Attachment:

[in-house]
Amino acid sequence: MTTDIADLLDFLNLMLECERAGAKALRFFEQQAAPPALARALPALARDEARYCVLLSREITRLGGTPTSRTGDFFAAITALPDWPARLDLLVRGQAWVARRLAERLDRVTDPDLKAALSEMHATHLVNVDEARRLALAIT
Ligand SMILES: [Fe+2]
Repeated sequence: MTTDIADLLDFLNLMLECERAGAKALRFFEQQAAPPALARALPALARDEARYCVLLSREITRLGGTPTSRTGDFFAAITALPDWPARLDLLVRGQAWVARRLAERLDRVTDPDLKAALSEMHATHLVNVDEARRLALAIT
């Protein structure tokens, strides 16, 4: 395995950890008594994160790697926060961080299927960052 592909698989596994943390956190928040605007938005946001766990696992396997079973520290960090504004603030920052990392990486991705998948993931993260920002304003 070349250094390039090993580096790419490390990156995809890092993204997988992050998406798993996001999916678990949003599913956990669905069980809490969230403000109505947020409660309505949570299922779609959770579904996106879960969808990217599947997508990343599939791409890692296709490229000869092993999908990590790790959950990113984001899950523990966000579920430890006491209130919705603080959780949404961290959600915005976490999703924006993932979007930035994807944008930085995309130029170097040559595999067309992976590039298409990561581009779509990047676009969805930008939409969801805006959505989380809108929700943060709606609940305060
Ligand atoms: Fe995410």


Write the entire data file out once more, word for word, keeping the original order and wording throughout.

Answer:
[in-house]
Amino acid sequence: MTTDIADLLDFLNLMLECERAGAKALRFFEQQAAPPALARALPALARDEARYCVLLSREITRLGGTPTSRTGDFFAAITALPDWPARLDLLVRGQAWVARRLAERLDRVTDPDLKAALSEMHATHLVNVDEARRLALAIT
Ligand SMILES: [Fe+2]
Repeated sequence: MTTDIADLLDFLNLMLECERAGAKALRFFEQQAAPPALARALPALARDEARYCVLLSREITRLGGTPTSRTGDFFAAITALPDWPARLDLLVRGQAWVARRLAERLDRVTDPDLKAALSEMHATHLVNVDEARRLALAIT
């Protein structure tokens, strides 16, 4: 395995950890008594994160790697926060961080299927960052 592909698989596994943390956190928040605007938005946001766990696992396997079973520290960090504004603030920052990392990486991705998948993931993260920002304003 070349250094390039090993580096790419490390990156995809890092993204997988992050998406798993996001999916678990949003599913956990669905069980809490969230403000109505947020409660309505949570299922779609959770579904996106879960969808990217599947997508990343599939791409890692296709490229000869092993999908990590790790959950990113984001899950523990966000579920430890006491209130919705603080959780949404961290959600915005976490999703924006993932979007930035994807944008930085995309130029170097040559595999067309992976590039298409990561581009779509990047676009969805930008939409969801805006959505989380809108929700943060709606609940305060
Ligand atoms: Fe995410």